Most People Probably Shouldn’t Own Taxable Stocks

During 2015, the average American will be allowed to contribute up to $5,500 to their Roth IRA and up to $18,000 to their 401(k)/403(b). These two investment vehicles can generate fabulous returns for American investors when consistently funded and managed responsibly, and have the potential to blow away any returns that one can manage in a traditional taxable brokerage account. The potential for a Roth IRA or 401(k)/403(b) is so great that, arguably, very few Americans should be funding a private taxable brokerage account at all.

According to, US wage earners will face a 31.5% tax burden on their pre-tax income for 2015.  This means that the US government will confiscate $31.50 out of the typical American’s paycheck in the form of individual income and payroll taxes for each $100 they earn from their employer. That is a massive amount of lost wealth for the individual. Given that massive wealth loss, a retirement account that avoids the effect of taxes, when compounded over decades, will have a staggeringly huge advantage over an account subject to taxation. Luckily, these tax-sheltered retirement accounts exist for the masses.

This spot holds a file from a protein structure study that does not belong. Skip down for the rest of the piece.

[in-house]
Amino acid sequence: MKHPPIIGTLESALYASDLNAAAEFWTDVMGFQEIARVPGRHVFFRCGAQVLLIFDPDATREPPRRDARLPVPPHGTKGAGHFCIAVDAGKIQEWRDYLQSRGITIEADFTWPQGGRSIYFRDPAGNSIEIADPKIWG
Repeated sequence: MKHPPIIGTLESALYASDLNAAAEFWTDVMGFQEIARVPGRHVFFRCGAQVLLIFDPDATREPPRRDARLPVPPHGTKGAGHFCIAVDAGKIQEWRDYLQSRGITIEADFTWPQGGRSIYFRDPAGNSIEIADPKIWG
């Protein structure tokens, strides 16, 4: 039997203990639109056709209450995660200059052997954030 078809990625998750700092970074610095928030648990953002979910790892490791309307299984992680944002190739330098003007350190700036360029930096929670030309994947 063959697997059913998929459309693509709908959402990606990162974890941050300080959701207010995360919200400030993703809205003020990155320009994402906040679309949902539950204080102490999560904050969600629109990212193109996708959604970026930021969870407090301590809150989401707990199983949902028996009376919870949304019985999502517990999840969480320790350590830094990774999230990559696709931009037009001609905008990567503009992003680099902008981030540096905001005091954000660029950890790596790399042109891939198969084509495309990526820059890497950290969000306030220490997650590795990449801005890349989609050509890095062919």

The Roth IRA

 The Roth Individual Retirement Account is perhaps the greatest investment account ever made available to the general public. This account provides the holder with tax-free income in retirement. Although there is no up-front tax deduction for Roth IRA contributions, the future distributions are completely tax-free when the rules are followed. Contributions are made with taxed income – you cannot use pre-tax income to fund a Roth IRA – but at Age 59 1/2, you may withdrawal money from the account with no tax penalty. Individuals making $116,000 or less may contribute up to $5,500 to a Roth IRA in 2015. The income phase-out range is $116,000 to $131,000. Above $131,000, you are not eligible for a contribution. Limits are different for married couples filing jointly.



The 401(k)/403(b)

The 401(k)/403(b) are retirement accounts provided through most employers. Unlike a Roth IRA, the 401(k)/403(b) allows for the employee to make contributions with pre-tax income. Contributions to a 401(k)/403(b) are tax deductible. This means a person making $55,000 in income per annum that contributes $5,000 to their 401(k)/403(b) only has to pay taxes on $50,000 of their income come April 15th. Come Age 59 1/2, the account holder may make withdrawals with no early distribution penalty. The withdrawals will be subject to income tax. However, the investment is allowed to grow tax-deferred in that account for the duration and is not subject to the taxes on any capital gains paid like a private taxable brokerage account is.



Longterm Compounding

In 2015, the typical American will be able to make a combined $23,500 in contributions to their Roth IRA and 401(k)/403(b) plans ($5,500 and $18,000 respectively). Let us consider two candidates: John and Jane.